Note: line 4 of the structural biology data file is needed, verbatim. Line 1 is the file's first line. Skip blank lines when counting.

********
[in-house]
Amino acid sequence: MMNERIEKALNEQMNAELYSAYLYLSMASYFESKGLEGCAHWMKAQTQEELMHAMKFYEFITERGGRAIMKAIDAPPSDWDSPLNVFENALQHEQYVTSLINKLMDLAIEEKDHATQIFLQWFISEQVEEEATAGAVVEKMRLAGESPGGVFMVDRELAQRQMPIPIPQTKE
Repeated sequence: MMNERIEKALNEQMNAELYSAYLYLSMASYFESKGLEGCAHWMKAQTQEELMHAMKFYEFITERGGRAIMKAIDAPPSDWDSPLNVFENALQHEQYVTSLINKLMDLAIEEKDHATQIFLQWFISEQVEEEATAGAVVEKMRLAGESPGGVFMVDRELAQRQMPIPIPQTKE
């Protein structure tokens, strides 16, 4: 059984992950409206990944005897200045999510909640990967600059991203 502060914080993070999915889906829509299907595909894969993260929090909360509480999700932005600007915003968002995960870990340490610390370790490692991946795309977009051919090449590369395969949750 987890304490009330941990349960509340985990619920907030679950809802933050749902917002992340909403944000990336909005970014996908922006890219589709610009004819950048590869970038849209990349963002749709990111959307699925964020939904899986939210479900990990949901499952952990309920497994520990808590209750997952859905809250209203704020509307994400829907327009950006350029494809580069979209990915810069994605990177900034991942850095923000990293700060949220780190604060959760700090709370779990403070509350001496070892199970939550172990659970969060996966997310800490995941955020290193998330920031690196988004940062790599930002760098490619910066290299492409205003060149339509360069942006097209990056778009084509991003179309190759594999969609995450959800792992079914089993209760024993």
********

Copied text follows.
């Protein structure tokens, strides 16, 4: 059984992950409206990944005897200045999510909640990967600059991203 502060914080993070999915889906829509299907595909894969993260929090909360509480999700932005600007915003968002995960870990340490610390370790490692991946795309977009051919090449590369395969949750 987890304490009330941990349960509340985990619920907030679950809802933050749902917002992340909403944000990336909005970014996908922006890219589709610009004819950048590869970038849209990349963002749709990111959307699925964020939904899986939210479900990990949901499952952990309920497994520990808590209750997952859905809250209203704020509307994400829907327009950006350029494809580069979209990915810069994605990177900034991942850095923000990293700060949220780190604060959760700090709370779990403070509350001496070892199970939550172990659970969060996966997310800490995941955020290193998330920031690196988004940062790599930002760098490619910066290299492409205003060149339509360069942006097209990056778009084509991003179309190759594999969609995450959800792992079914089993209760024993």